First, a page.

Her oldest son, Bruce, serves our country aboard the Navy’s newest nuclear aircraft carrier, the U.S.S. Gerald R. Ford. Her eldest daughter, Sabrina, attends college in San Diego, Calif. Her 12-year-old daughter, Oasis, is a gifted student who is enrolled in the Cambridge Program at Gulf View Middle School. Jack, her 10-year-old son, is an exceptional student who received several awards just this year, including the Mayor’s Do the Right Thing award for saving his little sister’s life. That little sister, Ema, nearly drowned in the community’s pond last year in a matter of minutes, but was saved by her brother. She is now three-years-old and thriving.
After enrolling in Baby Basics, Love said, “I literally was at a point where I had no idea how I was going to pay for my children’s education, clothing, back-to school supplies and yearly exams. To make matters worse, we were struck by Hurricane Irma. Baby Basics helped me immensely! The volunteers were so kind and compassionate and demonstrated commitment to help in their loving, giving ways. I’m forever grateful for Baby Basics. Thank you is not enough.” Since its inception, the organization has given just shy of seven million diapers to babies in its program. But, that doesn’t count the more than 400,000 diapers that Baby Basics was able to request, receive and give to help our community’s most vulnerable during Hurricane Irma.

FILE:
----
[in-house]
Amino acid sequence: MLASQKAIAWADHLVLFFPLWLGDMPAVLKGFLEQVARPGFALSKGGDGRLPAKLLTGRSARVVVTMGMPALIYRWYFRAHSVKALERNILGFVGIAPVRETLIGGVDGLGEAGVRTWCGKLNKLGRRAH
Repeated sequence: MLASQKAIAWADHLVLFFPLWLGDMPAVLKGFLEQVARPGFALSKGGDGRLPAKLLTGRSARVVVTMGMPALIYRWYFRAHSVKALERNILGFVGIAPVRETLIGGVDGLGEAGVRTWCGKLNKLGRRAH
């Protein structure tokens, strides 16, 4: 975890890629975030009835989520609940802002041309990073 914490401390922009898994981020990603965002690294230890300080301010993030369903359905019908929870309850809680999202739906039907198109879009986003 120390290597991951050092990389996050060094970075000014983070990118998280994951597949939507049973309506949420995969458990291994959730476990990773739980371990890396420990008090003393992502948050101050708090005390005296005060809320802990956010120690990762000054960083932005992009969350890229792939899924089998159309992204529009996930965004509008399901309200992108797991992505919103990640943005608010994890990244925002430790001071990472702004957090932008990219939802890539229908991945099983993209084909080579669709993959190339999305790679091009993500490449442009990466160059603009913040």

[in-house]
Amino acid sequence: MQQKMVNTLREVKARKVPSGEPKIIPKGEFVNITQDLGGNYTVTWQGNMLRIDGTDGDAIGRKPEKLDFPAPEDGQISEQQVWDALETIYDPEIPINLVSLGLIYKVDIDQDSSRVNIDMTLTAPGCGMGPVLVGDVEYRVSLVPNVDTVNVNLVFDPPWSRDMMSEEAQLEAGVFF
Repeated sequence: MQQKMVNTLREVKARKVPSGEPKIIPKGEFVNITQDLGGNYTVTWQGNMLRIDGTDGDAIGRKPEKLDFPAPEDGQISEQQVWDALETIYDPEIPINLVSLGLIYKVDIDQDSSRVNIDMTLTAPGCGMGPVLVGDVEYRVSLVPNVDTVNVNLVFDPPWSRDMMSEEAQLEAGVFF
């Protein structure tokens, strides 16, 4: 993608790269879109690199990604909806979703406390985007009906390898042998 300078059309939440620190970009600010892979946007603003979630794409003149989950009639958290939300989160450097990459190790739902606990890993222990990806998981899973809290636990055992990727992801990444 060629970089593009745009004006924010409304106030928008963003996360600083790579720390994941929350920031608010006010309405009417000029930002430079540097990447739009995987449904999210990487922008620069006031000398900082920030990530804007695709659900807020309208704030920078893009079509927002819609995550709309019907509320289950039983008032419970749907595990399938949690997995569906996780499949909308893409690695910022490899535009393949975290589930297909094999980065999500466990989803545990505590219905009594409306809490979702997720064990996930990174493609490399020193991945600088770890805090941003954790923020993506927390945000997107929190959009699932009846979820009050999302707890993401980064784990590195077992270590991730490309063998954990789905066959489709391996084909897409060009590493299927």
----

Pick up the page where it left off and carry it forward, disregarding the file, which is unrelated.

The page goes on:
So, how does the organization purchase all of the diapers needed to provide for these families? Through
donations and hosting several fundraising events per year, including a walking/5K challenge, an annual
fashion show, a champagne brunch, and several give-back opportunities, Baby Basics maintains a steady stream of contributions. So, join Baby Basics for a run in the park, for brunch, or just to donate a few dollars – and help provide a basic necessity for a sweet baby.
For more information about Baby Basics, please visit www.BabyBasicsCollier.org